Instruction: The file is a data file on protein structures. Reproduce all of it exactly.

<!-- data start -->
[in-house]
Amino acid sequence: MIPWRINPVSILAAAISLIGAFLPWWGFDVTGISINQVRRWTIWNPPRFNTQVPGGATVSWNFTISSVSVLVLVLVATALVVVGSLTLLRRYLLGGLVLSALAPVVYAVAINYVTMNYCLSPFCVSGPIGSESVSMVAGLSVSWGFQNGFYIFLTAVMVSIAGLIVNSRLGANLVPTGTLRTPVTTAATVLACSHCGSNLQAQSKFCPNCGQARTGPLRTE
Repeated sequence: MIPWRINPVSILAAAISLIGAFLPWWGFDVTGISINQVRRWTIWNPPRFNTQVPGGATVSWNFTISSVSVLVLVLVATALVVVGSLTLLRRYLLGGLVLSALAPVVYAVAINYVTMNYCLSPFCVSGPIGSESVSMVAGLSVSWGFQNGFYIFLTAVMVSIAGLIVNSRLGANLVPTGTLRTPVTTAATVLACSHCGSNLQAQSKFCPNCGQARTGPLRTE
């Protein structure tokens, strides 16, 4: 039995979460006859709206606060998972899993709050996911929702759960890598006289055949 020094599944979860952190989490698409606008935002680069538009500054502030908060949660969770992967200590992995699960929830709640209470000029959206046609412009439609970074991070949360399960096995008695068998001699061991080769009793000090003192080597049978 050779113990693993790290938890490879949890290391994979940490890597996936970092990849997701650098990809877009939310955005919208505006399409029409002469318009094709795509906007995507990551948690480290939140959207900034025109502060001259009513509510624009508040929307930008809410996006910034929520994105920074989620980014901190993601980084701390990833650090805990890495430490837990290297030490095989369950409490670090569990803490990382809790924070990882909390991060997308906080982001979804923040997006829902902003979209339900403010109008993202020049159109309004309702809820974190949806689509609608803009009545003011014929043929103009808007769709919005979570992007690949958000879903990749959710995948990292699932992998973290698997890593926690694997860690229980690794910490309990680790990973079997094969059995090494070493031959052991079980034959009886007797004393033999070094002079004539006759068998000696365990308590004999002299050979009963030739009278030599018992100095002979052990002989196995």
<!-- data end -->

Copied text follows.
[in-house]
Amino acid sequence: MIPWRINPVSILAAAISLIGAFLPWWGFDVTGISINQVRRWTIWNPPRFNTQVPGGATVSWNFTISSVSVLVLVLVATALVVVGSLTLLRRYLLGGLVLSALAPVVYAVAINYVTMNYCLSPFCVSGPIGSESVSMVAGLSVSWGFQNGFYIFLTAVMVSIAGLIVNSRLGANLVPTGTLRTPVTTAATVLACSHCGSNLQAQSKFCPNCGQARTGPLRTE
Repeated sequence: MIPWRINPVSILAAAISLIGAFLPWWGFDVTGISINQVRRWTIWNPPRFNTQVPGGATVSWNFTISSVSVLVLVLVATALVVVGSLTLLRRYLLGGLVLSALAPVVYAVAINYVTMNYCLSPFCVSGPIGSESVSMVAGLSVSWGFQNGFYIFLTAVMVSIAGLIVNSRLGANLVPTGTLRTPVTTAATVLACSHCGSNLQAQSKFCPNCGQARTGPLRTE
């Protein structure tokens, strides 16, 4: 039995979460006859709206606060998972899993709050996911929702759960890598006289055949 020094599944979860952190989490698409606008935002680069538009500054502030908060949660969770992967200590992995699960929830709640209470000029959206046609412009439609970074991070949360399960096995008695068998001699061991080769009793000090003192080597049978 050779113990693993790290938890490879949890290391994979940490890597996936970092990849997701650098990809877009939310955005919208505006399409029409002469318009094709795509906007995507990551948690480290939140959207900034025109502060001259009513509510624009508040929307930008809410996006910034929520994105920074989620980014901190993601980084701390990833650090805990890495430490837990290297030490095989369950409490670090569990803490990382809790924070990882909390991060997308906080982001979804923040997006829902902003979209339900403010109008993202020049159109309004309702809820974190949806689509609608803009009545003011014929043929103009808007769709919005979570992007690949958000879903990749959710995948990292699932992998973290698997890593926690694997860690229980690794910490309990680790990973079997094969059995090494070493031959052991079980034959009886007797004393033999070094002079004539006759068998000696365990308590004999002299050979009963030739009278030599018992100095002979052990002989196995």